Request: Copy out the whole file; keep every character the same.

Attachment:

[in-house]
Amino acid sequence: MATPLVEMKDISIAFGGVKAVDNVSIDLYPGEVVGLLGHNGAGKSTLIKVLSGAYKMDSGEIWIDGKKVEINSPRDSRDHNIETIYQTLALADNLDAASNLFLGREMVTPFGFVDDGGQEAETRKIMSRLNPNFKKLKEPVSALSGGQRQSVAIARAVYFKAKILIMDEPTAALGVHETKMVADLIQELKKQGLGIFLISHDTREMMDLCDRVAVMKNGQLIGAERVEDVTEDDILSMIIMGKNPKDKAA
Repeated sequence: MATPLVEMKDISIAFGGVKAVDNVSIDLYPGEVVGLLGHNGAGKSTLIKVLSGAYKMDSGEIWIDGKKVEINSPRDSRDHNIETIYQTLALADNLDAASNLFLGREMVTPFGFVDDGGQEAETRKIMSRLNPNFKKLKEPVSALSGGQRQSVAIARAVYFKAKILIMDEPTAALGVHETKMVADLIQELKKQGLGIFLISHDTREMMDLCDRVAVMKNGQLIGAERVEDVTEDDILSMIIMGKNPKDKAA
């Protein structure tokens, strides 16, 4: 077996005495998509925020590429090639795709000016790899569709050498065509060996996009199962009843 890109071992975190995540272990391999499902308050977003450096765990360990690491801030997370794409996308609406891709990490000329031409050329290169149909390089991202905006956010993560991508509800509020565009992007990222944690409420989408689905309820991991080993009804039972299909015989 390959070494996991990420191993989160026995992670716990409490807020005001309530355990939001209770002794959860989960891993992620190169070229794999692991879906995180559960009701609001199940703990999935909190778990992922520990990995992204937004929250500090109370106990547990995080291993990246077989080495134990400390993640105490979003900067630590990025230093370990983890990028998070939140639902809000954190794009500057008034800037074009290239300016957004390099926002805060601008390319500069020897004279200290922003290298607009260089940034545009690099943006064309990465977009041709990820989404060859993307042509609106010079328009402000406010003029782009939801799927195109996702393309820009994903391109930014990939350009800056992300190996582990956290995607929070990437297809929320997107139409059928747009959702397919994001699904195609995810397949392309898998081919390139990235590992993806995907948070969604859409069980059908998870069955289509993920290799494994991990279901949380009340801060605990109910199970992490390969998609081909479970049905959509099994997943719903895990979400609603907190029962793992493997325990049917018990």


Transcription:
[in-house]
Amino acid sequence: MATPLVEMKDISIAFGGVKAVDNVSIDLYPGEVVGLLGHNGAGKSTLIKVLSGAYKMDSGEIWIDGKKVEINSPRDSRDHNIETIYQTLALADNLDAASNLFLGREMVTPFGFVDDGGQEAETRKIMSRLNPNFKKLKEPVSALSGGQRQSVAIARAVYFKAKILIMDEPTAALGVHETKMVADLIQELKKQGLGIFLISHDTREMMDLCDRVAVMKNGQLIGAERVEDVTEDDILSMIIMGKNPKDKAA
Repeated sequence: MATPLVEMKDISIAFGGVKAVDNVSIDLYPGEVVGLLGHNGAGKSTLIKVLSGAYKMDSGEIWIDGKKVEINSPRDSRDHNIETIYQTLALADNLDAASNLFLGREMVTPFGFVDDGGQEAETRKIMSRLNPNFKKLKEPVSALSGGQRQSVAIARAVYFKAKILIMDEPTAALGVHETKMVADLIQELKKQGLGIFLISHDTREMMDLCDRVAVMKNGQLIGAERVEDVTEDDILSMIIMGKNPKDKAA
């Protein structure tokens, strides 16, 4: 077996005495998509925020590429090639795709000016790899569709050498065509060996996009199962009843 890109071992975190995540272990391999499902308050977003450096765990360990690491801030997370794409996308609406891709990490000329031409050329290169149909390089991202905006956010993560991508509800509020565009992007990222944690409420989408689905309820991991080993009804039972299909015989 390959070494996991990420191993989160026995992670716990409490807020005001309530355990939001209770002794959860989960891993992620190169070229794999692991879906995180559960009701609001199940703990999935909190778990992922520990990995992204937004929250500090109370106990547990995080291993990246077989080495134990400390993640105490979003900067630590990025230093370990983890990028998070939140639902809000954190794009500057008034800037074009290239300016957004390099926002805060601008390319500069020897004279200290922003290298607009260089940034545009690099943006064309990465977009041709990820989404060859993307042509609106010079328009402000406010003029782009939801799927195109996702393309820009994903391109930014990939350009800056992300190996582990956290995607929070990437297809929320997107139409059928747009959702397919994001699904195609995810397949392309898998081919390139990235590992993806995907948070969604859409069980059908998870069955289509993920290799494994991990279901949380009340801060605990109910199970992490390969998609081909479970049905959509099994997943719903895990979400609603907190029962793992493997325990049917018990």